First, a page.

Unlimited mobility, modern medicine, and communication within the Internet of Things – all of this would be inconceivable without powerful chips. The technically sophisticated production of these chips is executed in several complex processing steps (micro-structuring), for which the chip manufacturers need very specialised machines. These special machines are designed and built by SÜSS MicroTec.
On 16 May 2018, Michael Bos interviewed Ms Remmler, Technical Editor at SÜSS, for an interview on the company-wide introduction of a Content Management System.
How did you work before the CMS was introduced?
Sandra Remmler (SÜSS): We worked with Adobe FrameMaker 10 (without XML) and wrote directly in English (as non-native speakers). The creation of the documentation directly in English was a great challenge for our Editors, which is why we have recently changed the language to German. Basically, our Editors worked in parallel, so there were many document copies and redundant texts. Overall, we had a low reuse rate, very high translation costs, and a complex change management process (e.g. when updating liability-relevant content).
When and why did you decide on a Content Management System? What do you expect from a Content Management System?
Sandra Remmler: We both needed and wanted to drastically reduce our translation costs. In the CMS, information modules are only available once and not in countless versions, so that they only have to be translated once. The valid version of a text block is now easy to find within the system. Thus, it is possible for us to quickly publish documents conforming to standards and directives. We would like to eliminate the existing local folder structures on our own drives by means of structured storage of the data in the database.
Can you still remember the beginning of the collaboration, and how did you feel about the "first steps"? What are your experiences with the project?
Sandra Remmler: The cooperation started with a Documentation Check, on the basis of which we first optimised our content. Afterwards, several Workshops were held, in order to optimise our processes. As part of the Workshops, we also created our Style Guide.
We looked at two Content Management Systems on our own or had them presented by the suppliers.
It took us four years to convince the company management of the necessity of a Content Management System. After deciding on a Content Management System, the company management took a live look at the system and realised that the introduction of the system (running in parallel with our daily business) would not work without support.
We therefore received approval from our management to receive editorial support for a (partial) migration and on-the-job training from kothes.
For the supplier of another CMS, we would have received only the software and a short briefing; we still would have needed an additional partner to oversee the implementation.
In addition to the system introduction, kothes also actively supported us with editorial preparation and on-the-job training. Thus, we received everything from one source. We can call them anytime, and our project manager is always there to support us. The assistance is then given directly afterwards in the form of on-site coaching sessions.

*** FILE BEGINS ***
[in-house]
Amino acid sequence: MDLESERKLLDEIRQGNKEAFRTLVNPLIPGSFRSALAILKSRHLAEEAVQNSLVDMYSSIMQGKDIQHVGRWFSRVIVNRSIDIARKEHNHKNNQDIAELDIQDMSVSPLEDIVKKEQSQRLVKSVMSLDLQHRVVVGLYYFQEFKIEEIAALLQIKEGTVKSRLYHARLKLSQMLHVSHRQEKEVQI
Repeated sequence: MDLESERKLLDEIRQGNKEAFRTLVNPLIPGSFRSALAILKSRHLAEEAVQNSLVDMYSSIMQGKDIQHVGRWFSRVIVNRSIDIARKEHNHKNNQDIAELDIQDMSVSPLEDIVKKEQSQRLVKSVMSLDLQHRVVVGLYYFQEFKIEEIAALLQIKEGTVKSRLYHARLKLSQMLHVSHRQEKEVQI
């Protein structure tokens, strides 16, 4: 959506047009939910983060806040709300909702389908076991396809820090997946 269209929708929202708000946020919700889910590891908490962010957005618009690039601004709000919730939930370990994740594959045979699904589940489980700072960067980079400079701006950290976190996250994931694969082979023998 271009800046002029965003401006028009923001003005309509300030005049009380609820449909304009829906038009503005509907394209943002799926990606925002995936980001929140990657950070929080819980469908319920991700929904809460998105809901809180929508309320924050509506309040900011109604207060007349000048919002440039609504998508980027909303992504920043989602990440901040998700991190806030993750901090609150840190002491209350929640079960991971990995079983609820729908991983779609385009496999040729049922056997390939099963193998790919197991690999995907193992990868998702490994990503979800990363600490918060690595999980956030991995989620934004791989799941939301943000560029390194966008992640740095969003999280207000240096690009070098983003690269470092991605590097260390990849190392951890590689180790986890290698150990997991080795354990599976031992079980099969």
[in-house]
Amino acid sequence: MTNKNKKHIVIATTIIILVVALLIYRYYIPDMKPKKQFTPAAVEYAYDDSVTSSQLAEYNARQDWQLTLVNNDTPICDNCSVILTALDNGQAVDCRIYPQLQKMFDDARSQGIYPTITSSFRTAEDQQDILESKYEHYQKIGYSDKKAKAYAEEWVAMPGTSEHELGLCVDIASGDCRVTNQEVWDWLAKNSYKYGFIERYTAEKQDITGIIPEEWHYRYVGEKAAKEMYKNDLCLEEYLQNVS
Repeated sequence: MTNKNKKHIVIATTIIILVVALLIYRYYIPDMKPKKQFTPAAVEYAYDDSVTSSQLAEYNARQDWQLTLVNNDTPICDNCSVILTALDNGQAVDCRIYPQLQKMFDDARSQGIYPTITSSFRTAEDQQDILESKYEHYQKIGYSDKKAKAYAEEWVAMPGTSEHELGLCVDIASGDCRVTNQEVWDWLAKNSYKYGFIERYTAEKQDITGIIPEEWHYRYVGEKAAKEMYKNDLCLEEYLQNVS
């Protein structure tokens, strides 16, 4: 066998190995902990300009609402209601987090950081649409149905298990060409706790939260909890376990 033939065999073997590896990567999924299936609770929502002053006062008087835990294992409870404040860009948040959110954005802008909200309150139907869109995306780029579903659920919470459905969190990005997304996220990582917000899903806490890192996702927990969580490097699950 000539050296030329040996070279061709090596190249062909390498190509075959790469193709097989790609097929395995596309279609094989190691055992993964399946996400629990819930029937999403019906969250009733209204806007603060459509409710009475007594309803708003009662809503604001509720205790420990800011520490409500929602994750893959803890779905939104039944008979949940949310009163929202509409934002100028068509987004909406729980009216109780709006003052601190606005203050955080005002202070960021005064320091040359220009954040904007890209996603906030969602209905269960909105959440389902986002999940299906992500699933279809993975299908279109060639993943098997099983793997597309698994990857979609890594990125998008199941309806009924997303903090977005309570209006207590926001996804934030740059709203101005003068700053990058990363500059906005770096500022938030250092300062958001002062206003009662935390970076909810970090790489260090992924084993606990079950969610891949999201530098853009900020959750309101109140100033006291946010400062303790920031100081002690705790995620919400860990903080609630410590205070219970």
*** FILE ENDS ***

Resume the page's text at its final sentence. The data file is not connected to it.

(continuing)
What would you recommend to other companies about what to look for when choosing a Content Management System, or what is your main recommendation for other companies?
Sandra Remmler: We first did our own research about Content Management Systems on the Internet and then at the tekom Annual Conference. Then we looked at two systems live at our office.
Critical for us was not just the functionality of the software alone, but the coaching and the support we received before, during, and after the CMS implementation. A visit to the Dürr company reinforced for us, as Editors and for our department manager, what to expect. Our technical documentation group made the decision for a CMS. Thus, everyone in the group was both informed and involved in the decision. It is important that it was a team decision and not just a solo effort. The result was that the introduction of the Content Management System was supported by everyone.
What should other companies do or avoid? What are potential pitfalls for the project?
Sandra Remmler: One should not approach such projects too naively. It makes sense, as a Technical Editor, at first to be seduced by the functions and advantages of a CMS. For the approval of a Content Management System, however, it is important to provide the supervisor or the company management with figures, data and facts, as well as a realistic ROI calculation. A business assessment and presentation are essential. The decision makers always want to see numbers.
In what form do you expect to see the ROI? What do you hope and plan for, in terms of work efficiency?
Sandra Remmler: In the form of time savings, with respect to the creation of documentation through the use of the publication configuration, and thus "finally having time" for the description of demanding and important new developments. We also anticipate a reduction in translation costs through the modularisation and reuse of content in the source language. In future, we could even publish context-sensitive online help directly from the CMS. Currently, the software help is created separately and displayed as a PDF file on the HMI (Human Machine Interface).
Can you sum up our business relationship in one sentence?
Sandra Remmler: Oh, in one sentence ...
It is a trusting relationship: I can always call kothes with any problem without hesitation, and I always receive help. The Technical Editors who support us are competent and friendly. I can only say positive things about them.
Ms Remmler, we thank you for the open discussion!